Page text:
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Integration encouraged amid asylum vote fears

Could schools be part of next year's government funded integration projects?

(Keystone Archive)

A major conference on integration has been taking place in Bern to find ways of promoting understanding between different nationalities and religious groups.

The meeting comes less than three weeks before the Swiss vote on a rightwing proposal to tighten the asylum laws.

More than 200 participants took part in the conference, which was organised by the Federal Commission on Foreigners, the Federal Commission against Racism, and the Federal Refugee Office.

The government is trying to persuade voters to reject the asylum initiative - put forward by the Swiss People's Party - but polls suggest it has so far failed.

In Switzerland, where almost 20 per cent of the population is foreign, the need for integration policies has only recently been realised. The Swiss justice minister, Ruth Metzler told the conference that for many years integration was misguidedly defined as simple conformity on the part of foreigners to the Swiss way of life.

Metzler announced she had earmarked SFr12 million for integration projects in next year's government spending plan. She said she hoped to get her proposal through the parliamentary finance committee intact.

Citizenship very important

Metzler also outlined the government's plans to make it easier for second generation foreigners to get Swiss citizenship. At the moment Switzerland has some of the strictest nationality regulations in Europe, with foreign residents typically having to wait 12 years before they can apply for citizenship.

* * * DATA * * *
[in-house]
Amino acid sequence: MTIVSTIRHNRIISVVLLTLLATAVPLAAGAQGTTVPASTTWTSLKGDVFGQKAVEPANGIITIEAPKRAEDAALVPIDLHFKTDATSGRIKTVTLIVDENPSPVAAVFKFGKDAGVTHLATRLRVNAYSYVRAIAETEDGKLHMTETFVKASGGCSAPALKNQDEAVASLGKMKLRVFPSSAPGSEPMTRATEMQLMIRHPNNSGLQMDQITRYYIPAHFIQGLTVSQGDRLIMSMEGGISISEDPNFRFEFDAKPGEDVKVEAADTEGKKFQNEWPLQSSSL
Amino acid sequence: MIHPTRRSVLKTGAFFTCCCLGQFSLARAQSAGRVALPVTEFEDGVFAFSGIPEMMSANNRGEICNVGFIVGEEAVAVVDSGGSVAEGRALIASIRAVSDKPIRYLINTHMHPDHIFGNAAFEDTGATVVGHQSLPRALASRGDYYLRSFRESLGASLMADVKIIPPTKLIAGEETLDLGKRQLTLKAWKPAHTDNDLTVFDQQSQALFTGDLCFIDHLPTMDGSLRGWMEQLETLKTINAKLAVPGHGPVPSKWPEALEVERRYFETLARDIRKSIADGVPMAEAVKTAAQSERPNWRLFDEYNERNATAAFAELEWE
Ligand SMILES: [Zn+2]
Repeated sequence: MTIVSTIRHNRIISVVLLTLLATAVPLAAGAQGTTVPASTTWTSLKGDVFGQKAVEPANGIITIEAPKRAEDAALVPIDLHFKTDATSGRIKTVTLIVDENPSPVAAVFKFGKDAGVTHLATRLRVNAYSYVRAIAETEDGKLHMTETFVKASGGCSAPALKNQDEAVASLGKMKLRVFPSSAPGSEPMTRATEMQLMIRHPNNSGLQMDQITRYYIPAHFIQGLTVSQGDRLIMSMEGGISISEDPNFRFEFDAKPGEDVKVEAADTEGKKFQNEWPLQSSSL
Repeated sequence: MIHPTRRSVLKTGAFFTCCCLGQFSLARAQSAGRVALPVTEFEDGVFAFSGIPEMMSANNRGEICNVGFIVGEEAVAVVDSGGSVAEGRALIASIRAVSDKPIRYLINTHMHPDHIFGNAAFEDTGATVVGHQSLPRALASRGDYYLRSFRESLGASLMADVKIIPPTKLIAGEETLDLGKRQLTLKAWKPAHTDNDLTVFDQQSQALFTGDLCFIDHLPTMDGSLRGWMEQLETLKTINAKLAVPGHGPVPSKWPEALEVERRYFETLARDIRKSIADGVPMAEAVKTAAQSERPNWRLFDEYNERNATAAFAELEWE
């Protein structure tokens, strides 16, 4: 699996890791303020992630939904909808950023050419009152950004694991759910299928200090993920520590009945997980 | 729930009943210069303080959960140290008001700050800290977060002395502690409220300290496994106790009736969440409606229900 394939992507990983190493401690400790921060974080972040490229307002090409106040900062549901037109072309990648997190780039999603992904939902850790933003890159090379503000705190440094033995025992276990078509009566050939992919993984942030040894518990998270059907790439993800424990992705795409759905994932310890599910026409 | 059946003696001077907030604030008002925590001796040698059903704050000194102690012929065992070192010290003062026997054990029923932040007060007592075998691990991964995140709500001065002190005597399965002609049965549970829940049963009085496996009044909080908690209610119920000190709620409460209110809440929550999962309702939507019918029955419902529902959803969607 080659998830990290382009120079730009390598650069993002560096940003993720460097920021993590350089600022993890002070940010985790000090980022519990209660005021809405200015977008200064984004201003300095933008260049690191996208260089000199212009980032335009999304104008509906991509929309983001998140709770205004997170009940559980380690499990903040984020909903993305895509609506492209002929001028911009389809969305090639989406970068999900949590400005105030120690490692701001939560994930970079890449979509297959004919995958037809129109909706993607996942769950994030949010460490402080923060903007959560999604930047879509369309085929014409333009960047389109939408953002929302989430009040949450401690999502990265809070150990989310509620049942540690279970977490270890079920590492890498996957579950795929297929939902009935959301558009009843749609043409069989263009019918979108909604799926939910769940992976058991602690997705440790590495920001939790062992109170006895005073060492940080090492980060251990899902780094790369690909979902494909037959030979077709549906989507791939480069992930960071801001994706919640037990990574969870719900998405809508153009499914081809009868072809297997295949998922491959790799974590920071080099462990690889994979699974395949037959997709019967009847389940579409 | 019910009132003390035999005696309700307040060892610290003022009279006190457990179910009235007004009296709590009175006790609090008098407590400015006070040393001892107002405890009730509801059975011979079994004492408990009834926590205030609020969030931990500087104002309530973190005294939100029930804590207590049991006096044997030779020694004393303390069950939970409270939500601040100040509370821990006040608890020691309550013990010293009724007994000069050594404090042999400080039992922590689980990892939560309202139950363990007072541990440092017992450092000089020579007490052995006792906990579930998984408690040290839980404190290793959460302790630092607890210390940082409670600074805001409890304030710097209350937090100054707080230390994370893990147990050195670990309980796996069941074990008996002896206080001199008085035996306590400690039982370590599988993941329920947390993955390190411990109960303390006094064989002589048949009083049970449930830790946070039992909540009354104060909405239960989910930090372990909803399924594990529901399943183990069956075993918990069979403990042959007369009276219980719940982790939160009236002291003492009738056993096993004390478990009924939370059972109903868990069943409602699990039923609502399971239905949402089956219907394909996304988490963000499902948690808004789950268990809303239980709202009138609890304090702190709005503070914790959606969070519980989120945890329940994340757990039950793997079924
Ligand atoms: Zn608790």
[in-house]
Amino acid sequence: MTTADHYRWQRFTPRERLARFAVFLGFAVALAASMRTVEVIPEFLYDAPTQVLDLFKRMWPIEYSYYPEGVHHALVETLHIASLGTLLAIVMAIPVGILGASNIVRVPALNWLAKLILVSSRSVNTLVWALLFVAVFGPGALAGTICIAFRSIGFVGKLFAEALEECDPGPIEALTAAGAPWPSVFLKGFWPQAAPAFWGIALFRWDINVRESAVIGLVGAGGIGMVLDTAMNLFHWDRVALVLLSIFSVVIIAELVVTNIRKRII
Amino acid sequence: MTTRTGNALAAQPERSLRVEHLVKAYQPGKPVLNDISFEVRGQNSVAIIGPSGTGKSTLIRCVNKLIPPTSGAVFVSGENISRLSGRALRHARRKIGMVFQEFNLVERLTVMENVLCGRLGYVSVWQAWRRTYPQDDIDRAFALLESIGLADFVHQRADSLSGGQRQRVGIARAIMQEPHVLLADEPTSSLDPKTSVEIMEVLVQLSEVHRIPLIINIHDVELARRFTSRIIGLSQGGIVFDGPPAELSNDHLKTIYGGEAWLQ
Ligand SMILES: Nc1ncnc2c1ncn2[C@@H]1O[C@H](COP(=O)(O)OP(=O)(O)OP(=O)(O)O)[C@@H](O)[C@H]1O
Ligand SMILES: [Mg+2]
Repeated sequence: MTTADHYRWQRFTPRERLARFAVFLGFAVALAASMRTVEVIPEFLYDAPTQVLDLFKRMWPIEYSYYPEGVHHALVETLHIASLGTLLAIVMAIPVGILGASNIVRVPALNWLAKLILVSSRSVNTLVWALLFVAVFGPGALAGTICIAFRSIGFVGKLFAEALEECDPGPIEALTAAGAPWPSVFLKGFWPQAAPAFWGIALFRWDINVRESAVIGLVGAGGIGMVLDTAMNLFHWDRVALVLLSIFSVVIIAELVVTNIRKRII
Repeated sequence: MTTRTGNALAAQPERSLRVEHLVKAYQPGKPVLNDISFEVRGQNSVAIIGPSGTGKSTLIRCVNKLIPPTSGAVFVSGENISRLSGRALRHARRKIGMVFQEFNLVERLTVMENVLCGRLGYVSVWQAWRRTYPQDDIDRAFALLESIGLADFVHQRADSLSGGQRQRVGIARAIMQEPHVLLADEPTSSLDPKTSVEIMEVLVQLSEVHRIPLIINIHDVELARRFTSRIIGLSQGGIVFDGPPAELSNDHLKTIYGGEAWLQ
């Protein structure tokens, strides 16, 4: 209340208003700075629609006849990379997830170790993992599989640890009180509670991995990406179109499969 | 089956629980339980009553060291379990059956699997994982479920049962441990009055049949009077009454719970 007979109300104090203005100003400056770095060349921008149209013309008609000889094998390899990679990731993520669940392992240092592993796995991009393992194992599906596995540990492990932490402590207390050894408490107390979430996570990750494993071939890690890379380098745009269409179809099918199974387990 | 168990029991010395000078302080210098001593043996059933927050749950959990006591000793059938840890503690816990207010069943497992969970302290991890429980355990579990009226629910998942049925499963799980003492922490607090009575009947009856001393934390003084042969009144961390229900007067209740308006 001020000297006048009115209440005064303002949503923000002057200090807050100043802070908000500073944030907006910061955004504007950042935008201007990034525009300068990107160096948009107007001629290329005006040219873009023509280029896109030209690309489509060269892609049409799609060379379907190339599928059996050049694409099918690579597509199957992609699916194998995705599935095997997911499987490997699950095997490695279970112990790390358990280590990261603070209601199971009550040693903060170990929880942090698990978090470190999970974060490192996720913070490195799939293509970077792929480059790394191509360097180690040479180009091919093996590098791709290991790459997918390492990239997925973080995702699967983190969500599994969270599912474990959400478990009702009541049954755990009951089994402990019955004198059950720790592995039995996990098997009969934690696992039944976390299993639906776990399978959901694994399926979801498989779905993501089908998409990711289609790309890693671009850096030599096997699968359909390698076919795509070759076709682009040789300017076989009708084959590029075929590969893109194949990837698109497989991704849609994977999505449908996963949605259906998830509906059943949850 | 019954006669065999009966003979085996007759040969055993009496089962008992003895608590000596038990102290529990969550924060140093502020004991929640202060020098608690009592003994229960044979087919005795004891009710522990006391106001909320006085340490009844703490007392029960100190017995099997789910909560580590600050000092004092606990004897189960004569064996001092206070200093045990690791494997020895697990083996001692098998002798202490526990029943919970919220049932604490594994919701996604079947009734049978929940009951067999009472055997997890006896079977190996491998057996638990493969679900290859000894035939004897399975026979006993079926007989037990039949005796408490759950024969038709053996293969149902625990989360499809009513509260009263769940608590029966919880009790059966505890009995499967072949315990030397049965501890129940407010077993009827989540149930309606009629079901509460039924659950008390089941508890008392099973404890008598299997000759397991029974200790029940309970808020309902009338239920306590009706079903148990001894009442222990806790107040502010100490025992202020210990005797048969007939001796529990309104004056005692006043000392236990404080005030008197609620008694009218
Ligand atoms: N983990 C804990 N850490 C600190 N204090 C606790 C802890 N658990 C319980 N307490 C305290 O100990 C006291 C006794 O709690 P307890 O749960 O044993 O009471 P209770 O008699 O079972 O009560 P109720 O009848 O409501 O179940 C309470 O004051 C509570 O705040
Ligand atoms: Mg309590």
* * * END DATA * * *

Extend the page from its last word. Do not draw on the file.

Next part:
Not having Swiss nationality excludes foreign residents from even the most basic participation in Swiss life, such as local votes for school committees or road improvements.

"I know we have to have changes in this law," Metzler told swissinfo. "The government has proposed that citizenship should be given earlier to foreigners, and I hope parliament approves the project."

British author Tariq Ali, who was a guest speaker at the conference, also called for a relaxation of the laws on citizenship.

"I think it's shocking that people who have come here, lived here for more than four or five years, who have worked here and paid their taxes, who are part of society, have no say in who rules that society," Ali told swissinfo. "It's inherently undemocratic."

Asylum fears

Many speakers at the conference referred to the upcoming people's initiative on restricting the law on asylum in Switzerland. If approved, the new law would prohibit asylum seekers from filing an application in Switzerland if they had passed through a so-called "safe" country first.

Since Switzerland is surrounded by "safe" countries, the effect would be to limit substantially the number of applications.

Metzler, who has been campaigning on behalf of the government for a 'no' vote in the initiative, admitted she was having trouble convincing voters.

"I do understand that there are real fears," she said. "But people need to understand that approving legislation like this, which will be almost impossible to implement, won't solve any of the problems."

Tariq Ali meanwhile stressed that right across Europe the asylum debate had been exploited by unscrupulous politicians.

"People have been used by politicians," he said. "Their fears instead of being dealt with have been stoked up. They have been encouraged to believe that unless we do something millions and millions of people will come in, and that's crazy actually."

Media responsibility

The conference also spent some time discussing the role of the media in the debate over foreigners and integration, with many participants accusing journalists of consistently portraying foreigners in a negative light.

"We need to emphasise the fact that our society is enriched by the foreign community," said Francis Matthey, who is head of the Federal Commission on Foreigners.

And Ruth Metzler called on all sectors of Swiss society to support integration.

"Integration is for everyone," she said. "It is a challenge for us all, and we should not think of it as one way street, where only one side has to change."

swissinfo, Imogen Foulkes


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